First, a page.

Kwanlin Dün First Nation and the Ta’an Kwäch’än Council are asking people to refrain from using their settlement lands, and to be respectful when they do, after seeing degradation to cultural and natural resources.
The First Nations said in a joint press release July 11 that while their lands have seen a gradual increase in recreational activity over the years, the situation has been exacerbated by COVID-19 restrictions.
KDFN has about 1,000 square kilometres of settlement land in the Whitehorse area while TKC has about 800. The lands stem from the First Nations’ final and self-government agreements, which include rights for them to manage the areas.
“We respect everyone’s desire to enjoy all that the Yukon has to offer. But we are concerned that increased use of these lands for recreational pursuits is having a negative impact,” TKC Chief Kristina Kane said in the press release.
“The cumulative effects and impacts facing these sites is challenging and can take years to reverse.”
KDFN Chief Doris Bill said in the same press release that protecting and preserving lands and heritage sites for future generations was a key priority, and that the First Nation would be increasing patrols and community engagement “to increase awareness of provisions made in our agreements and our values of conservation of resources and respect for the land.”
Neither chief was available for comment before press time.
However, KDFN’s lands operations manager Brandy Mayes said in an interview July 15 that the First Nation has seen more people out on settlement lands than ever before.
“Normally, people would be at more events, gatherings … but because of the restrictions of COVID, we have more people on the land,” she said, adding that there was a heightened concern with Americans passing through and British Columbia residents allowed into the Yukon.
“This is the most we’ve ever seen on our lands because that’s what people are allowed to do, to get out and get fresh air and camp and hike and you know, take advantage of this beautiful country that we live in. However, it has some impacts on our lands.”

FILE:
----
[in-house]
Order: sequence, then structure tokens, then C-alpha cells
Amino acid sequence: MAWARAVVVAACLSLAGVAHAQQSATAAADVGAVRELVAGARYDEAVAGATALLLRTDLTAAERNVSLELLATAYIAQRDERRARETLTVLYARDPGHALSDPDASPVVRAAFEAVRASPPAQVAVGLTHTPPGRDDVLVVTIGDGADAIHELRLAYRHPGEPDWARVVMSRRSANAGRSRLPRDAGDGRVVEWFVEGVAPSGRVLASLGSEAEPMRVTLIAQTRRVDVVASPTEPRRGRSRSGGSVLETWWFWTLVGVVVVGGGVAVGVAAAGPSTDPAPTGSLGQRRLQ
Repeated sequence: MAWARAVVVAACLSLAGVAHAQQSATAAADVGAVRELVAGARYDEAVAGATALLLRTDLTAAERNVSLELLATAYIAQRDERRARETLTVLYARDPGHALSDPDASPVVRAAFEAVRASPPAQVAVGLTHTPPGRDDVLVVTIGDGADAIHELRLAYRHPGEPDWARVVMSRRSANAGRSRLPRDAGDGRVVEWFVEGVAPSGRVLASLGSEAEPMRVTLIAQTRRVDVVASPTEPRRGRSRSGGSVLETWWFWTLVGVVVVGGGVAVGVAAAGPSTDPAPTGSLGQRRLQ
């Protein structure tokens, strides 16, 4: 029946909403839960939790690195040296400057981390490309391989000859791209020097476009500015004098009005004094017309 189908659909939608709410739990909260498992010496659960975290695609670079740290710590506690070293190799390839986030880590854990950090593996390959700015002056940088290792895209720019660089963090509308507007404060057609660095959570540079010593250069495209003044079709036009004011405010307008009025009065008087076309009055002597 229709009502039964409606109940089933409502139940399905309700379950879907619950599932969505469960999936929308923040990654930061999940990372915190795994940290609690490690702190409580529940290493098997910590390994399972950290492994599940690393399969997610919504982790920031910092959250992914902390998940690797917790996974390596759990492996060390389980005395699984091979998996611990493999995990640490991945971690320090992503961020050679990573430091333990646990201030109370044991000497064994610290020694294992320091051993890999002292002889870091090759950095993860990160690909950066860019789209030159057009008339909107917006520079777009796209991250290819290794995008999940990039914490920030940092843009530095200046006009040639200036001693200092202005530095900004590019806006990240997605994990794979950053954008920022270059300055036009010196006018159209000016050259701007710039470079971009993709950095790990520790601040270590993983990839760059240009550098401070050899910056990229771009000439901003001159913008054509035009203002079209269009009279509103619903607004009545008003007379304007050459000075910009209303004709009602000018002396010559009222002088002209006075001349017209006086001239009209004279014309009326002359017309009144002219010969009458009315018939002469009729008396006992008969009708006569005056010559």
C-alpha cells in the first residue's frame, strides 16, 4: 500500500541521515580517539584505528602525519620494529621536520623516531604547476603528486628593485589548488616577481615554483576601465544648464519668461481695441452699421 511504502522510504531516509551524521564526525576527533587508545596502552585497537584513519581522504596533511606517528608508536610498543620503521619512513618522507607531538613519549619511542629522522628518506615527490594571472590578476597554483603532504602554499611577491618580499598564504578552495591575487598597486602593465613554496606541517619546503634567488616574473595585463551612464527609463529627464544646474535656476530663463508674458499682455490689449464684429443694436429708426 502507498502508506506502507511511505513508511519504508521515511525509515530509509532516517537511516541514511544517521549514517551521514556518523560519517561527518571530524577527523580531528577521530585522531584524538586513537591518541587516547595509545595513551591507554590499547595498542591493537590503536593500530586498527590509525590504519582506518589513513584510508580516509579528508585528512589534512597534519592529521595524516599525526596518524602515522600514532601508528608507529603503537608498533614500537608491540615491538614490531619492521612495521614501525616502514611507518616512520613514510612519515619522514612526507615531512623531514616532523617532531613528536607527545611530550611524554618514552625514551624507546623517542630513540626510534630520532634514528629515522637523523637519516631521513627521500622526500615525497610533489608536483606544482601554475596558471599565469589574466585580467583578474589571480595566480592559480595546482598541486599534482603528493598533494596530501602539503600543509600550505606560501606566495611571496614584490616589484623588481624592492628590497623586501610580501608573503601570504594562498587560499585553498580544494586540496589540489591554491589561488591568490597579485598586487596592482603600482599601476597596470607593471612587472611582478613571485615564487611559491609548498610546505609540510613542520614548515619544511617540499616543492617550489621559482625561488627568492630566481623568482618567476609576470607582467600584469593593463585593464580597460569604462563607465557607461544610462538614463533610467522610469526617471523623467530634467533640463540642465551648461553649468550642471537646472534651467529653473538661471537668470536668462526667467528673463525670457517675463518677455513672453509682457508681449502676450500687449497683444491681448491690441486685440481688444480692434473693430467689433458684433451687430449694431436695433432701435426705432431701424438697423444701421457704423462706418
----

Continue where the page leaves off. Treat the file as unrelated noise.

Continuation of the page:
Among the issues KDFN has encountered are an increase in littering, including human and pet waste, the unauthorized building of structures and trails and campfires left burning, according to Mayes, who recalled an incident where “party-goers” set a tree on fire in the Fish Lake area near a residence. There’s also been cases of vandalism or unapproved use of fishing, hunting and trapping cabins.
“For example, we’ve had some fish camps that have stood for years and are now piles of rubble. They belonged to our ancestors and we’ve passed down from generation to generation,” she said.
As well, off-road vehicles are being driven into sensitive areas like the alpine or through marshes and wetlands, destroying vegetation and disturbing animal habitats.
Mayes said there was a “general lack of awareness” from both new-to-the-Yukon and long-term residents about Yukon First Nations’ agreements, and encouraged people to do research on them and contact KDFN with questions.
She also encouraged people to find areas outside of KDFN settlement lands to do recreational activities, and, when on the land, to follow established trails, pack out anything they bring in and to stay a respectful distance from wildlife.
“If people have a choice, we’re just asking that they refrain from using some of these areas and give the land a rest,” Mayes said. “We’ve never seen this amount of people out on the land and using it, and if they have a choice, just give (the land) a cooling time. And we don’t want to prohibit people, but at the same time, we need our land to take a rest and take a break.”
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